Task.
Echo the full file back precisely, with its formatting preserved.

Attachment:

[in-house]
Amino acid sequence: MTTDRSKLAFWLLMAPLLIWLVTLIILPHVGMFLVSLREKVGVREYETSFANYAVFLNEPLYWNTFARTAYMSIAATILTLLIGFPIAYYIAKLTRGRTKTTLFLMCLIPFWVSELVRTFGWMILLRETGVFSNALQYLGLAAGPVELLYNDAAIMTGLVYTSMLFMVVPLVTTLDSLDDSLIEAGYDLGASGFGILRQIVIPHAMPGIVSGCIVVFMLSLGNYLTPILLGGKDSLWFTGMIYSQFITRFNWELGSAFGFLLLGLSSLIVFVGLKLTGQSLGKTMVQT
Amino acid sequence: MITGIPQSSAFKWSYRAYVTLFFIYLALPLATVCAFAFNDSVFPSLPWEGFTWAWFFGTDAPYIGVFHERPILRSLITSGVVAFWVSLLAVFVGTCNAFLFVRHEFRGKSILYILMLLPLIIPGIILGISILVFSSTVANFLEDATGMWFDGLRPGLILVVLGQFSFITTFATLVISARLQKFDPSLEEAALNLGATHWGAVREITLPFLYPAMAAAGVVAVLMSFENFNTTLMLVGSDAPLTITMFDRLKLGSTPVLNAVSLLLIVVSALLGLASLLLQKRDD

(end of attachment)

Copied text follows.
[in-house]
Amino acid sequence: MTTDRSKLAFWLLMAPLLIWLVTLIILPHVGMFLVSLREKVGVREYETSFANYAVFLNEPLYWNTFARTAYMSIAATILTLLIGFPIAYYIAKLTRGRTKTTLFLMCLIPFWVSELVRTFGWMILLRETGVFSNALQYLGLAAGPVELLYNDAAIMTGLVYTSMLFMVVPLVTTLDSLDDSLIEAGYDLGASGFGILRQIVIPHAMPGIVSGCIVVFMLSLGNYLTPILLGGKDSLWFTGMIYSQFITRFNWELGSAFGFLLLGLSSLIVFVGLKLTGQSLGKTMVQT
Amino acid sequence: MITGIPQSSAFKWSYRAYVTLFFIYLALPLATVCAFAFNDSVFPSLPWEGFTWAWFFGTDAPYIGVFHERPILRSLITSGVVAFWVSLLAVFVGTCNAFLFVRHEFRGKSILYILMLLPLIIPGIILGISILVFSSTVANFLEDATGMWFDGLRPGLILVVLGQFSFITTFATLVISARLQKFDPSLEEAALNLGATHWGAVREITLPFLYPAMAAAGVVAVLMSFENFNTTLMLVGSDAPLTITMFDRLKLGSTPVLNAVSLLLIVVSALLGLASLLLQKRDD